Let's see. THEY were going to take copyright and distribution rights away from me. They were going to pay me a whopping 7% (NF is about twice what Fiction royalties are.) per book, and they were going to lock me into a contract so even if I hated their guts, the rest of the four-book series had to be published through them until 2012. The book would be released in 18 months at an estimated 1% buyback (meaning I'd lose 1% of my royalties to buybacks.) THEY were going to assume all editing-by-proxy- - meaning that once I sent the book in, any changes they made were up to them, and I had no rights or legal say in the matter. (See Piers Anthony and "But What of Earth?" for an example of editor-by-proxy gone completely berserk.)
Vanity publisher: I paid them $550 for the initial printing of a 420 page book. POD, so no buybacks and no warehousing. The book was released eight weeks after I sent it in.
I market my book myself. I don't even BOTHER talking to booksellers or I could probably triple my royalties, but I don't need to. I sell primarily through my website, which links to the publisher's ordering form. In the first quarter I made $1700 profit after repaying myself the initial $550 outlay. I also make 50% on books sold through them, and 10% on books sold through other retailers. I also retain all copyrights and publication rights. I can call my publisher right now and tell them I've found a better deal somewhere else. That's MY book, and I get to decide what happens with it and where it goes.
If you're willing to do the legwork yourself then self-publishing is the way to go. If you're not, or you can't get your head round the idea, then go the traditional route. There's no shame in it, in fact there's a lot of pride, but you WILL be part of a process that flatly doesn't give a rat's ass about you or your work. There isn't a single person in a major publishing house that would piss on your manuscript if it were on fire. There are thousands piled up at the door. Yours is just one more, and frankly, if they can get out of reading it somehow, then they certainly will.
Brace yourself, I'm going to get political here. Traditional publishing reminds me of the media. A lot of people sit there in front of the boob tube and believe what the idjits on CNN tell them. They ignore spins and specific verbiage designed to get them to think a certain way (Ever wonder why our president is RARELY called anything but "Bush" while Hillary Clinton is ALWAYS referred to by title and her husband is ALWAYS called "Former President?" Why are the terrorists and murderers in Iraq placing IEDs in schoolyards called "insurgents? " Why is it that the Council on American-Islamic Relations released a statement to the press in 2002 demanding that major media outlets stop linking the words "Muslim" "Islamic" and "Terrorism" together in articles and stories?)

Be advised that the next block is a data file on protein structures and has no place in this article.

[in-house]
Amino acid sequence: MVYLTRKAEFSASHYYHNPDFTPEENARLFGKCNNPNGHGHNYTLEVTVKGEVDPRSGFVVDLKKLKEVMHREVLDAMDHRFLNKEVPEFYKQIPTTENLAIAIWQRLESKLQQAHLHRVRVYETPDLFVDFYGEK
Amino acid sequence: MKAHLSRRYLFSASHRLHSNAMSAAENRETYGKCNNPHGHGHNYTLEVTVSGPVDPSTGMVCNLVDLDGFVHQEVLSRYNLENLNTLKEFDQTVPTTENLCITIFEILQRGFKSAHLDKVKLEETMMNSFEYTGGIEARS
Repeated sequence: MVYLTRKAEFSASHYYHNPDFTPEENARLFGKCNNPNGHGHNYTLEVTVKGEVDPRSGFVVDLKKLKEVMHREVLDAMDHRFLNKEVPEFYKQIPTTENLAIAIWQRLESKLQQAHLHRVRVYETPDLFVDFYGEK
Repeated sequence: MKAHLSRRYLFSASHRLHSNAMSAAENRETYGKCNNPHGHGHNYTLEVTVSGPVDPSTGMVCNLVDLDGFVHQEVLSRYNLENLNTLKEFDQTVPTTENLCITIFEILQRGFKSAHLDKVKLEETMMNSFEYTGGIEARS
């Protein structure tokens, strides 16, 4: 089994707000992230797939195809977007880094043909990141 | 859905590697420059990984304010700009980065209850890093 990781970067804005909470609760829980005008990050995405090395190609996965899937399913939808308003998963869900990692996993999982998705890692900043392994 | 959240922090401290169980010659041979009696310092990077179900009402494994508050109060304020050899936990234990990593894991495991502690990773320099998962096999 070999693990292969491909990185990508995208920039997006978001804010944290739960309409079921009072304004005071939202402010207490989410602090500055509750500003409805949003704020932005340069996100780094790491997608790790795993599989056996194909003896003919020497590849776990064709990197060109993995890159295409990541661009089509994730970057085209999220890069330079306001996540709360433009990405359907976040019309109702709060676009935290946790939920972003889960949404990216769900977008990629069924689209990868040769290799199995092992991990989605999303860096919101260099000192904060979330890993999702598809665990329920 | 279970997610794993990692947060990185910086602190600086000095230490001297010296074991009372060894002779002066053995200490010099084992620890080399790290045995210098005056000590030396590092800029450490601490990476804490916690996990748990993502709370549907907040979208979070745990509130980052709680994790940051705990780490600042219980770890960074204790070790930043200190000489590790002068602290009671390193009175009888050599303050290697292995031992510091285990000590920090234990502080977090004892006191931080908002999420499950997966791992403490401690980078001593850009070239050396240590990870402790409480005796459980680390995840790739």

However, if you're willing to do the work yourself, to seek out first or even second source materials, you're connected right now to the largest repository of knowledge and information in mankind's HISTORY. In three minutes I can tell you whether the main headline on Yahoo! news is accurate or inaccurate, just by running some basic search routines and cross checking my sources.
Most people don't do it. They don't take the time to be informed. I don't care whether you're left or right as long as you make the choice for YOURSELF. Most people don't bother, and the media makes it for them.
Which brings me back to the publishing houses. Once you're in, its easy. After you finally scale the wall, the publisher does EVERYTHING for you: marketing, scheduling, printing, release, distribution, promotion, intermedia discussion, etc. You just sit there and collect your (paltry) checks.
You have to do all the work up front. Write the novel, proof the novel, and then submit, submit, submit. It may take years of heartbreak and rejection, but eventually you might break through to the promised land.
How about doing that work over a sustained period of time instead of up front? Put the same amount of effort into promoting a book you self-published that you would put into trying to get some jackass from Laser Media to read it. Work as hard at marketing your writing to the booksellers as you were willing to work to market it to an agent.
I'll bet you make more in the long run.
Here are my thoughts on this:
I agree with Chris that something definitely needs to happen to get traditional publishers to understand that self-publishing is the wave of the future and it't NOT going to go away. I'm in the middle of getting my 3rd book published (it will be live in April) and I've had MANY doubts about my choice to self-publish... but the more I learn about the freedom I have by doing it myself and knowing that the decisions are MINE to make (and not someone else's to make for me), I'm finally happy that I decided to go with self-publishing. It all comes down to you have to believe in yourself, and don't be afraid of criticism because every time you hear something critical about your writing, it's an opportunity to grow.
Happy reading, writing, and self-publishing!